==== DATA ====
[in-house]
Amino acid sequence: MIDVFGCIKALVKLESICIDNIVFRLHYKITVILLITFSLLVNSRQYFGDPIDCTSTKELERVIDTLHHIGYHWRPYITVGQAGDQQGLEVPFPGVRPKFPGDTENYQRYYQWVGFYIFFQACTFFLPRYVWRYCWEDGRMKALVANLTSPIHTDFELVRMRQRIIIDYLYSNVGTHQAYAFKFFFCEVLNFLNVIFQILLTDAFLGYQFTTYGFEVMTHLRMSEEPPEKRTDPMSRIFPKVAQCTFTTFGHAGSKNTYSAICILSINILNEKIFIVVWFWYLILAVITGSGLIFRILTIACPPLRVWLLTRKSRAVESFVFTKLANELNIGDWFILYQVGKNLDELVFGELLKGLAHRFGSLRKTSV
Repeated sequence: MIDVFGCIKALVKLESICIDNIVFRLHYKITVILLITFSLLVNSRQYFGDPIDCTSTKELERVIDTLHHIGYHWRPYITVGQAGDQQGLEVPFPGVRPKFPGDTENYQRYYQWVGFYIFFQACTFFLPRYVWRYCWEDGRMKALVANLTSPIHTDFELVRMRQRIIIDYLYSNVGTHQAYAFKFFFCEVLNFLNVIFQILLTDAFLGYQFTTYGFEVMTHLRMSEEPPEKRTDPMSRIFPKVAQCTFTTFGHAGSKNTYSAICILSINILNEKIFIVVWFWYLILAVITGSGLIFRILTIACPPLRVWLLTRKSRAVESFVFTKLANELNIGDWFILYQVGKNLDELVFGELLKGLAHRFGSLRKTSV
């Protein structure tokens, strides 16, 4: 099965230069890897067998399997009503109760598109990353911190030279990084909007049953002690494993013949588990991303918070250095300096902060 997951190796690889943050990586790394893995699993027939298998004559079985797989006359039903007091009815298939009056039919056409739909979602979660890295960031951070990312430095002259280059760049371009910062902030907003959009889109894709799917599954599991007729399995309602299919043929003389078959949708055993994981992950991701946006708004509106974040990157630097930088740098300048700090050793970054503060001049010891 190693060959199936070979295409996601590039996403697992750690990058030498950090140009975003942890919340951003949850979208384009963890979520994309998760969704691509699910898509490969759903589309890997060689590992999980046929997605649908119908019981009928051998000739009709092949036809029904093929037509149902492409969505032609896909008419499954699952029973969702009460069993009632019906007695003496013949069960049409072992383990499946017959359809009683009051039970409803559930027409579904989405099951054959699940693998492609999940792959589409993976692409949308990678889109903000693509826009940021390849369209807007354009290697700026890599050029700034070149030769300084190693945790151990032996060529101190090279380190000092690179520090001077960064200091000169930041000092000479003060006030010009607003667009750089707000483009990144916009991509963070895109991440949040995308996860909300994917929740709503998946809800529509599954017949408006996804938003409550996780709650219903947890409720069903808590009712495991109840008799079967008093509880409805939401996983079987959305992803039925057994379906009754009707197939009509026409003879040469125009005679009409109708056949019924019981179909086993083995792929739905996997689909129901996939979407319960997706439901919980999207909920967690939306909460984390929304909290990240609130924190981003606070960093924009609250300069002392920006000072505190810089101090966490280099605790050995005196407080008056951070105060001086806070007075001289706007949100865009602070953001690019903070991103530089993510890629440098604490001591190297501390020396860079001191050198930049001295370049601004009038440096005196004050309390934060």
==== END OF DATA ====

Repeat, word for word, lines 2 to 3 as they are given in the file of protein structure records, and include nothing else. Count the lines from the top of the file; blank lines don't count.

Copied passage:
Amino acid sequence: MIDVFGCIKALVKLESICIDNIVFRLHYKITVILLITFSLLVNSRQYFGDPIDCTSTKELERVIDTLHHIGYHWRPYITVGQAGDQQGLEVPFPGVRPKFPGDTENYQRYYQWVGFYIFFQACTFFLPRYVWRYCWEDGRMKALVANLTSPIHTDFELVRMRQRIIIDYLYSNVGTHQAYAFKFFFCEVLNFLNVIFQILLTDAFLGYQFTTYGFEVMTHLRMSEEPPEKRTDPMSRIFPKVAQCTFTTFGHAGSKNTYSAICILSINILNEKIFIVVWFWYLILAVITGSGLIFRILTIACPPLRVWLLTRKSRAVESFVFTKLANELNIGDWFILYQVGKNLDELVFGELLKGLAHRFGSLRKTSV
Repeated sequence: MIDVFGCIKALVKLESICIDNIVFRLHYKITVILLITFSLLVNSRQYFGDPIDCTSTKELERVIDTLHHIGYHWRPYITVGQAGDQQGLEVPFPGVRPKFPGDTENYQRYYQWVGFYIFFQACTFFLPRYVWRYCWEDGRMKALVANLTSPIHTDFELVRMRQRIIIDYLYSNVGTHQAYAFKFFFCEVLNFLNVIFQILLTDAFLGYQFTTYGFEVMTHLRMSEEPPEKRTDPMSRIFPKVAQCTFTTFGHAGSKNTYSAICILSINILNEKIFIVVWFWYLILAVITGSGLIFRILTIACPPLRVWLLTRKSRAVESFVFTKLANELNIGDWFILYQVGKNLDELVFGELLKGLAHRFGSLRKTSV